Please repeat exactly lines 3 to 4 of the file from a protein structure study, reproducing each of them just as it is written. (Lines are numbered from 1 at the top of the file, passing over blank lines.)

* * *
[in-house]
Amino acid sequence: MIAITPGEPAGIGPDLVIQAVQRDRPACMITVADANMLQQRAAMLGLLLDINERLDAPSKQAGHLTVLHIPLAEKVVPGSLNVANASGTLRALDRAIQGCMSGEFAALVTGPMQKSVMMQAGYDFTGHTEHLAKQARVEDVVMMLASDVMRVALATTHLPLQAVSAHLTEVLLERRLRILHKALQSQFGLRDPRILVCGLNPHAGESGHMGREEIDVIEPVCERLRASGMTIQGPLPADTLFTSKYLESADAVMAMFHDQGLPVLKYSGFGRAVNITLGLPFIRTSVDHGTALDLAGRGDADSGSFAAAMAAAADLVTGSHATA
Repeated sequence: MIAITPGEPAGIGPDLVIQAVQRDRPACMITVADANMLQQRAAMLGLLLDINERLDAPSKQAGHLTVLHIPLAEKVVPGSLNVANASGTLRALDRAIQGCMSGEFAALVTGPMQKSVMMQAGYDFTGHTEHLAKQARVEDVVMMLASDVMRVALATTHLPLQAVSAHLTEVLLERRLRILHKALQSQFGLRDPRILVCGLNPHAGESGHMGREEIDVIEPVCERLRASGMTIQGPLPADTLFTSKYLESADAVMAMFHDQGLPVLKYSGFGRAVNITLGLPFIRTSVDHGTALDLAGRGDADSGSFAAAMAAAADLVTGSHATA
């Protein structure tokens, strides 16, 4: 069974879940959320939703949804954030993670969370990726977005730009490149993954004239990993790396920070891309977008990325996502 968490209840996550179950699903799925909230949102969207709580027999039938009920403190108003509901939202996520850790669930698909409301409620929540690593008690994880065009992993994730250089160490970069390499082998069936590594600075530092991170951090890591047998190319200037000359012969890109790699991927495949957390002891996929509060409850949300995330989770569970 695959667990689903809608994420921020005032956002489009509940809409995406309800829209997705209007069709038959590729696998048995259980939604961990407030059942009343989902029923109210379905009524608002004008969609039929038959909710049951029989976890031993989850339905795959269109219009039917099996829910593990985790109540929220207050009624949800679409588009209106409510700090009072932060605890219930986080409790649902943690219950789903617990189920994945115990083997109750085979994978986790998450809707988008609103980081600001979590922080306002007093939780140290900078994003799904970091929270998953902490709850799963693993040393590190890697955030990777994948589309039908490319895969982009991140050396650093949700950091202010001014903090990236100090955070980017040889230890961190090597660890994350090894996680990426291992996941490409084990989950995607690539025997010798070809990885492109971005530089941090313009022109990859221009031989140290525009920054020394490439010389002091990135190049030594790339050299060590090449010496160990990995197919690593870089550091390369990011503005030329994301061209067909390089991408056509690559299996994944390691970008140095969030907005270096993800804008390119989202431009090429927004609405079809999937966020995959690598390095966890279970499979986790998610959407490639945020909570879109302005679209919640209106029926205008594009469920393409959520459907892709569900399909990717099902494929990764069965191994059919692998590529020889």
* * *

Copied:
Repeated sequence: MIAITPGEPAGIGPDLVIQAVQRDRPACMITVADANMLQQRAAMLGLLLDINERLDAPSKQAGHLTVLHIPLAEKVVPGSLNVANASGTLRALDRAIQGCMSGEFAALVTGPMQKSVMMQAGYDFTGHTEHLAKQARVEDVVMMLASDVMRVALATTHLPLQAVSAHLTEVLLERRLRILHKALQSQFGLRDPRILVCGLNPHAGESGHMGREEIDVIEPVCERLRASGMTIQGPLPADTLFTSKYLESADAVMAMFHDQGLPVLKYSGFGRAVNITLGLPFIRTSVDHGTALDLAGRGDADSGSFAAAMAAAADLVTGSHATA
């Protein structure tokens, strides 16, 4: 069974879940959320939703949804954030993670969370990726977005730009490149993954004239990993790396920070891309977008990325996502 968490209840996550179950699903799925909230949102969207709580027999039938009920403190108003509901939202996520850790669930698909409301409620929540690593008690994880065009992993994730250089160490970069390499082998069936590594600075530092991170951090890591047998190319200037000359012969890109790699991927495949957390002891996929509060409850949300995330989770569970 695959667990689903809608994420921020005032956002489009509940809409995406309800829209997705209007069709038959590729696998048995259980939604961990407030059942009343989902029923109210379905009524608002004008969609039929038959909710049951029989976890031993989850339905795959269109219009039917099996829910593990985790109540929220207050009624949800679409588009209106409510700090009072932060605890219930986080409790649902943690219950789903617990189920994945115990083997109750085979994978986790998450809707988008609103980081600001979590922080306002007093939780140290900078994003799904970091929270998953902490709850799963693993040393590190890697955030990777994948589309039908490319895969982009991140050396650093949700950091202010001014903090990236100090955070980017040889230890961190090597660890994350090894996680990426291992996941490409084990989950995607690539025997010798070809990885492109971005530089941090313009022109990859221009031989140290525009920054020394490439010389002091990135190049030594790339050299060590090449010496160990990995197919690593870089550091390369990011503005030329994301061209067909390089991408056509690559299996994944390691970008140095969030907005270096993800804008390119989202431009090429927004609405079809999937966020995959690598390095966890279970499979986790998610959407490639945020909570879109302005679209919640209106029926205008594009469920393409959520459907892709569900399909990717099902494929990764069965191994059919692998590529020889």